What do you think of the definition for ‘estimate’ in the following image?
Is that what you think most prospective contracting clients think when they ask you for a project estimate? Are they really looking for you to ‘roughly calculate’ the scope and cost of a project?
I think not. When someone calls and asks you for an estimate I believe what they really want is a ‘consultation’ and then a ‘promise.’ Check out these following definitions…
What the prospect wants is a time to pick your brain of all its expertise and then have you promise them a price. And, considering they will be writing you a check for a large amount of money, I can understand why they would want to be assured of those things.
The Problem With Free Estimates
The contracting industry has become experts at running around for free. This is rooted in a couple things:
- Wanting to Serve
We’re afraid we’ll lose the job if we don’t go out there for free and show them all we know. We also view running around for free as good customer service…going the extra mile. Unfortunately, most contractors are wasting massive amounts of time by giving free estimates.
Thoughts From Other Contractors
I asked my Contractor Sales Academy members why free estimates are a bad idea. Here’s some of what they shared:
I think all the comments above have value. But as Barbi said above, “you’ve paid dearly” for all the industry wisdom you have in your head. To me, that is the main reason you should avoid running around for free.
How to Stop Doing Free Estimates
I talk a lot about how being different can grow your contracting business. Not doing free estimates is one way to stand out in a crowd of contractors that all look and sound the same to the clients. I encourage you to look for ways to be different.
Here are some tactical steps you can take to stop doing free estimates.
- Clearly define what an estimate is. Then, spell that out when someone calls for a ‘free estimate.’ Ask them on the phone…”So, you’d like just a rough cost range of what we would do for you?”
- Get clear on what ‘consultation’ and ‘promise’ mean and share it with the client. For example: “Mary, thanks for sharing what you’re thinking for your home. I can help you with that one of two ways. The first is I can give you a price range over the phone right now. You can figure out if that fits within what you’re will to spend and if we should take the next step. The next step is our on-site consult and pricing promise. This is a paid consultation where we will provide you with our 20 years of knowledge, produce a formal scope of work, help with selections and promise you a price. Which of those works for you?”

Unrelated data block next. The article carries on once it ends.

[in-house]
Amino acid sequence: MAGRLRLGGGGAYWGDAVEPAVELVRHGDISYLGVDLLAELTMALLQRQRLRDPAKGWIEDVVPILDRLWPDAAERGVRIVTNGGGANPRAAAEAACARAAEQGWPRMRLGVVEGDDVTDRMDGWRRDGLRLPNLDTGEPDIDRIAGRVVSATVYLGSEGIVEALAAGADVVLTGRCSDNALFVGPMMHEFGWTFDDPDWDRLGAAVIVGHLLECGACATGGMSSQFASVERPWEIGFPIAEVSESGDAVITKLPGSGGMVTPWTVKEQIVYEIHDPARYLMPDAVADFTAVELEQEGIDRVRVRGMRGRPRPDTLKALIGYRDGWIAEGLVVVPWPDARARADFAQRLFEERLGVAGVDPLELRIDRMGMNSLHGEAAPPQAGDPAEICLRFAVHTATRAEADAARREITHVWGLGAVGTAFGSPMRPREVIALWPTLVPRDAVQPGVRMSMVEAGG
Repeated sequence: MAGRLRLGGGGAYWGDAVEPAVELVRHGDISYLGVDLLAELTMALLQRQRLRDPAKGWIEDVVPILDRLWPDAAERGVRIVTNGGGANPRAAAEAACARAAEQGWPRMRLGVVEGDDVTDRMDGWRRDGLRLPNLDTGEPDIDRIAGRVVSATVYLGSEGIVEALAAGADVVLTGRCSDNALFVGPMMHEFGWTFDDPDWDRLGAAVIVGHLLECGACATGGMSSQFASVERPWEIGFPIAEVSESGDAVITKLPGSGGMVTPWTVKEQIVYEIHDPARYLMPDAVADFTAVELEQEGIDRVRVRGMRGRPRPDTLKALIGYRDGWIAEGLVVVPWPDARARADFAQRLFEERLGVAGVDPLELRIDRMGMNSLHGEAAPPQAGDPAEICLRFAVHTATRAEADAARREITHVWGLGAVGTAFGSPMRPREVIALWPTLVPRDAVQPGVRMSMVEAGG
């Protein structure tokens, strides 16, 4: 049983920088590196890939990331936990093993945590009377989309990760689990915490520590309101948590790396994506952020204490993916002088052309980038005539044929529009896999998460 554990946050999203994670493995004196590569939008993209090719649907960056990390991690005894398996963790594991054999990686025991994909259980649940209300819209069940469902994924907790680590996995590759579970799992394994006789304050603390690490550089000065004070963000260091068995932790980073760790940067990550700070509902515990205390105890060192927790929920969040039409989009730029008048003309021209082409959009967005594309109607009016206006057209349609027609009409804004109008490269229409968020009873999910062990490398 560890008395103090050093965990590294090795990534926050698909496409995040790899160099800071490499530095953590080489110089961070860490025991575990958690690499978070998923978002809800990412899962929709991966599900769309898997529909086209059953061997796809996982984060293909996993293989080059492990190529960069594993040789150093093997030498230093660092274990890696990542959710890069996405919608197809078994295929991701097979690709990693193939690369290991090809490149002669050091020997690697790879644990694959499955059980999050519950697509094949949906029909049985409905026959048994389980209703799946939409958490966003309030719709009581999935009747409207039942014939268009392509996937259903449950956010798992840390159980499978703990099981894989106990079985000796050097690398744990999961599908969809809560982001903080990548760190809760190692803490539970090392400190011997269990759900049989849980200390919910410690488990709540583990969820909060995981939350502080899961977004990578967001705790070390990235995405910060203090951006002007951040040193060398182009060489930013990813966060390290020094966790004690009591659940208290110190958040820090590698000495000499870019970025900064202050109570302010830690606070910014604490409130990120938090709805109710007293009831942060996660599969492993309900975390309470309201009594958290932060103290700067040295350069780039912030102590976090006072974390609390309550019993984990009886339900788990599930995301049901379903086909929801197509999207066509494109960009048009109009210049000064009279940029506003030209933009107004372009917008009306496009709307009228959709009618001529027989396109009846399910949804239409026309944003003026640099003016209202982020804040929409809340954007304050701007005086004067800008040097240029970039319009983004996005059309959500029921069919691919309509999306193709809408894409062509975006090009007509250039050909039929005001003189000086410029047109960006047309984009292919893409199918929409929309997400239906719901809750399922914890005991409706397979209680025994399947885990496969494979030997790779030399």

- Talk about the difference between estimates and consultations on your website.
- Make videos where you educate people on what things cost and share them on social media and your blog. Then, you can use those to send clients links as you have a ‘free’ conversation with them on the phone before you both change your schedules around to meet.
Not Doing Free Consultations is Better for the Client
I’ve talked to many homeowners that really don’t want you to come over. The last thing they want to do is waste their time with some contractor who probably won’t be a fit for them.
We will win their respect and appreciation when we have the guts to not just run out there when they call. When you have an open and honest conversation with them about what they want and what it will cost they will thank you for not wasting their time.
This is better for the client. Believe that.
My challenge for you is to stop running around for free. Utilize a screening process like we teach in the CSA. My promise is that if you stick to a process that will pre-qualify properly, you will save more than 50% of your estimating time.
Do you have the guts to not run around for free anymore?
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